Today a customer or a friend of mine came in. (I would consider her my friend, and I think she would consider me one as well.) She frequents my store almost weekly. She had a baby late last year. She also has a son that’s about five years old or so. She came in tonight with her husband, her baby, and her son.

I remember the first time she came in. I was the one to greet her and her husband and bring them into the fold of our store culture. She was one of those people I immediately got along with and understood. And she’s been coming back ever since.

Both her children have the near-same racial mix that my siblings and I do. Growing up, I never saw a lot of kids that looked like me beyond my siblings. I saw kids that looked like fragments of me. She knows this. I think that also contributes to our mutual camaraderie.

I got off work serendipitously as her small clan arrived.

As soon as I saw her, I hugged her. I asked her how she was.

Last time we spoke, she was emotional, waiting for her period. She told me she wasn’t doing well. I asked why.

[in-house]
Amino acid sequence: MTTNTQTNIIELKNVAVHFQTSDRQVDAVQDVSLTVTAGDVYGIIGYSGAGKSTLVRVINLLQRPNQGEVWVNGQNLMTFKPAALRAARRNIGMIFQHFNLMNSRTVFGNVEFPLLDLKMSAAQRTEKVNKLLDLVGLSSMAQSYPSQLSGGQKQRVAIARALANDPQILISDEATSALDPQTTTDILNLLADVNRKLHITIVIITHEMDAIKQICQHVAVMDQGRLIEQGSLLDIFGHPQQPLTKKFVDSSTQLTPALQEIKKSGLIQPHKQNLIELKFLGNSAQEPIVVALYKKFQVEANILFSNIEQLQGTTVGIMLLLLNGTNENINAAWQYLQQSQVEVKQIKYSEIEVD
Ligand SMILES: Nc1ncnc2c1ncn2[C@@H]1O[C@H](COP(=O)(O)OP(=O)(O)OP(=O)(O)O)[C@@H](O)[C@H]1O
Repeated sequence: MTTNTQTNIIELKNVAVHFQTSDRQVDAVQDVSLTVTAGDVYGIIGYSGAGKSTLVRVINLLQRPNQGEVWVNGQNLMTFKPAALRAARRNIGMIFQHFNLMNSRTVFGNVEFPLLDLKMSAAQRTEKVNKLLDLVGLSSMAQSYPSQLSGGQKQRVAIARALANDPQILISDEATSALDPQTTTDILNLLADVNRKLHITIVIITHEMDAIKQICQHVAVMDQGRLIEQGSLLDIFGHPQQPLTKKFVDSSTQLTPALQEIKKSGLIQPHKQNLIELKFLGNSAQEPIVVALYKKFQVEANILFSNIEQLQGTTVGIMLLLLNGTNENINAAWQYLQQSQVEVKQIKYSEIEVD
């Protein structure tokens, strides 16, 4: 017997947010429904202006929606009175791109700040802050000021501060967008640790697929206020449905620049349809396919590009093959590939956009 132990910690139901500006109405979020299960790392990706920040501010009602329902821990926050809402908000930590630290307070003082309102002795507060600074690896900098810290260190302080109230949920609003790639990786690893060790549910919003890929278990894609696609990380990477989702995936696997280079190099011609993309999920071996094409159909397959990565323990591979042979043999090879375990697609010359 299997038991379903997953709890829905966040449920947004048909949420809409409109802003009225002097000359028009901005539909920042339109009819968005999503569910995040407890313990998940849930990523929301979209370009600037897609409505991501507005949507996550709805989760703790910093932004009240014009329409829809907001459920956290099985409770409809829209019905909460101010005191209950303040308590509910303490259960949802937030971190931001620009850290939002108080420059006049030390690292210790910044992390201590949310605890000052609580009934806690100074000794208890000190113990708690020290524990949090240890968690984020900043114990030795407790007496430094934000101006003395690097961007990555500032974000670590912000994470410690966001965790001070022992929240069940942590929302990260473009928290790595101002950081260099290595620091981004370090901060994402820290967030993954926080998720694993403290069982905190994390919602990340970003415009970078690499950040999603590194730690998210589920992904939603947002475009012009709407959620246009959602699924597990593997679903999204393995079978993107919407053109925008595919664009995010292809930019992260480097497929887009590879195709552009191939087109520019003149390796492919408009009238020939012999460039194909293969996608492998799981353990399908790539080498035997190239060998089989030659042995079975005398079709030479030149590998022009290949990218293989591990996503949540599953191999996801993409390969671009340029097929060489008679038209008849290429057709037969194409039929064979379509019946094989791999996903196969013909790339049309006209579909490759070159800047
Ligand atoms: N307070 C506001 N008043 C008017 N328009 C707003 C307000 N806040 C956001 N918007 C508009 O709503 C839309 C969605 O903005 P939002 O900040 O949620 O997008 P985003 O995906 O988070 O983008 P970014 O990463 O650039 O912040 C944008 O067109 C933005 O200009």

“I’m pregnant,” she said.

“Oh, wow... Well, at least you’ll have three beautiful children.”

Her face darkened, “... Tell that to him. There won’t be a third one.”

My gut interpretation was that her partner would not believe their third child would be beautiful. Not that she was going to get an abortion.

So, I trodded off to inform him he was wrong, playfully.

“What do you mean this next one won’t be adorable?”

He simply raised his eyebrows.

My co-worker, who was listening, stepped in to comfort her. It didn’t dawn on me until after they left that she was deciding to have an abortion.

That’s not something I’ve ever been told implicitly or explicitly by a friend.

I think about abortions concerning myself a lot. I never really think about abortions concerning others much. I have thought about it. But at the end of the day, I am not going to tell someone else what to do with their body. I’ve thought a lot about my body. I’ve done a lot to my body, good and bad. And I still think about everything, if this entry tells you anything.

I want kids. I do think about that quite a bit. I want something to take care of that I can let go out into the world and be their own person. Quite selfishly, too, I want to do a better job raising my kids than my parents did of my siblings and me.

I know if I were to get pregnant now, I would need to get an abortion.

And I’d hate myself for it. But my partner told me from the beginning he’d resent me if I ever got pregnant and decided to keep it. And he’s told me that he knows an abortion would be hard on me. This is true. So there are two things I’m never telling him regardless if they happen or not.

Right now, I am without a car and a bachelor’s degree. Both of those together make my life unideal if I were to be homeless suddenly. I’d hate myself more if I were pregnant without a place to call my own and jobless.